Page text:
As the UK officially falls into recession, Kate Ives, Senior Researcher at AccountAbility, explains how consumers in the UK are reacting:
'AccountAbility’s latest report, What Assures Consumers in an Economic Downturn: A new agenda for business in the global economic crisis, investigates what enables consumers to trust in a business’s integrity and fairness. Our aim with this research is to really understand how the recession is impacting consumers and what it all means for the sustainability agenda.
We uncover several points of interest regarding consumers. First, nearly half of consumers are still interested in boycotting a business to penalise distrusted companies, and nearly a third say they would spend a little more on a product if they thought it was made ethically. This shows that consumer activism is alive and well.
Trust in business is – not surprisingly in these recessionary times – very low, with only 6% of UK consumers saying they trust business to behave responsibly. If we compare this to the high levels of responsibility held by businesses, rated at 56%, then it is clear there is a huge “accountability gap” between expectations and trust to deliver. As Solitaire Townsend from Futerra says, “Consumer trust started out in the gutter and now we’re in the drain. We have a long way to go to build consumer confidence again.”
Consumer groups, on the other hand, come out very well in this research. Trust in them is high at 65%, and they are the only institutions to have a positive accountability gap (meaning they hold higher trust than responsibility). For all others, including government and regulators, the inverse is true.
Such high levels of trust are perhaps the result of the perceived autonomy of consumer watchdogs. When asked which channels of information people use to form a judgement about a company’s responsibility, by far the most trusted channels are independent of business: consumer watchdogs and TV programmes are used by 68% of the population, the press scores 57%, family, friends and colleagues score 55%. Compare this with product information produced by the business itself at just 23%, store salespeople at 17%, and business websites at just 16%, it is clear that independent assurance is more important than ever in the economic downturn.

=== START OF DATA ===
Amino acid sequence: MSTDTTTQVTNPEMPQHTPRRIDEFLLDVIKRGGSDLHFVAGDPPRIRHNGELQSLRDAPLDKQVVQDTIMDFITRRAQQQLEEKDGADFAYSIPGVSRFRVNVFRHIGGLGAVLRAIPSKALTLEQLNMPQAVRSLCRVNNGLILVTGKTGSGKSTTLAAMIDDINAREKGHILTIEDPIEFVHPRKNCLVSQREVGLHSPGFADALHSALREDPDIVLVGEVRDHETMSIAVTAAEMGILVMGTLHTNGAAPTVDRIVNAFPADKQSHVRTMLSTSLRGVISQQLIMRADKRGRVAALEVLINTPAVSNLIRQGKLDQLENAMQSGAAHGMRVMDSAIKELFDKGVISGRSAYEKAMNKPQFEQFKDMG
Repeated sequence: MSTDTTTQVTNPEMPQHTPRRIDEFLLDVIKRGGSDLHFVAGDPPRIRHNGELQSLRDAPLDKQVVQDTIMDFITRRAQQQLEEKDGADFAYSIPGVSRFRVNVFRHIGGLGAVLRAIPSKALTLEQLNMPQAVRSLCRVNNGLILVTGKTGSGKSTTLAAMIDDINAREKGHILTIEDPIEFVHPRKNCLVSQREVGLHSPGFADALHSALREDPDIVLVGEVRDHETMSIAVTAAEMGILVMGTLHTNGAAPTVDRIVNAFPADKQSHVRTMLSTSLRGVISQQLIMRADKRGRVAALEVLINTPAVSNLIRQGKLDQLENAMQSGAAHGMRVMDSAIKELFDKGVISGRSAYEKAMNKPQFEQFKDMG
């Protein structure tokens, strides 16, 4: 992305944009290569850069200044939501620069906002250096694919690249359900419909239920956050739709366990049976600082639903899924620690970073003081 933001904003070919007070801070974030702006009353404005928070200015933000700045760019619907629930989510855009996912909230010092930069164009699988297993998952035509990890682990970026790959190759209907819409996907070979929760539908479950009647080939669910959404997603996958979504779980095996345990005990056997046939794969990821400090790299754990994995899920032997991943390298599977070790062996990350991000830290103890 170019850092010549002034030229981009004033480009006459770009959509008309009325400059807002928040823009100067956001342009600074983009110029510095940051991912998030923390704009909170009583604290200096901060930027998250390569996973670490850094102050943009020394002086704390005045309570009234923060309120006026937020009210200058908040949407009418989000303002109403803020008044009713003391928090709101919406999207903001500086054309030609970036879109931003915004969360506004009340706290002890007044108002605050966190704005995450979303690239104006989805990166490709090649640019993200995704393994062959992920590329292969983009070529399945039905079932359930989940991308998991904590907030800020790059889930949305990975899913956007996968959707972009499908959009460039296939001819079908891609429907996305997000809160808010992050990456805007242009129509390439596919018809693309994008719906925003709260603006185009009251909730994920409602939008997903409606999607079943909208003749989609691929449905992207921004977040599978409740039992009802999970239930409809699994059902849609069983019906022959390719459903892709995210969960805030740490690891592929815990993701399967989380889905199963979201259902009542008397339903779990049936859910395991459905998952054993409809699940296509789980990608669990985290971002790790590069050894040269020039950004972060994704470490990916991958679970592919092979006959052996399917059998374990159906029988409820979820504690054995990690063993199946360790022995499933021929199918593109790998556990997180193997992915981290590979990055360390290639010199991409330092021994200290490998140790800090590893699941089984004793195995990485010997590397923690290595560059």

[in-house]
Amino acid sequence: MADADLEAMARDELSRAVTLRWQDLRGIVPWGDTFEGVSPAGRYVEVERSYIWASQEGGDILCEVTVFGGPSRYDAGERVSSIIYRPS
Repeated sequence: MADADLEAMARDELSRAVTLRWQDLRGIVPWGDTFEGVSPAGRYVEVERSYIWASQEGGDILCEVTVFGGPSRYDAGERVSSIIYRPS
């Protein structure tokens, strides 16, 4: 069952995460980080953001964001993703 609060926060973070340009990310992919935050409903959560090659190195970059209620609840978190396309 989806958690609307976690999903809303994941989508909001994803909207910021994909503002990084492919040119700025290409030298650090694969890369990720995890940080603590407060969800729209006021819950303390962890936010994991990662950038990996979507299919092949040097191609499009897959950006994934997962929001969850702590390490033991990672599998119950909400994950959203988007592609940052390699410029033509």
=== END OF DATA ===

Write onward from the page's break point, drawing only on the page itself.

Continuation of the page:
What are the implications of this for business and watchdogs? The research seems to suggest a major reorientation of corporate communication and engagement strategies, and a policy of zero tolerance on overstated claims and greenwash. However, the report also shows that the economic downturn is an opportunity for those companies that can ensure their accountability is embedded in their business model. Ethical companies can increase value and trust in consumers by building sustainability into products and services.'
AccountAbility is a global network of leading business, public and civil institutions working to build and demonstrate the possibilities for tomorrow’s global markets and governance through thought leadership and advisory services. We work to promote accountability innovations for sustainable development. Please visit www.accountability21.net for more information.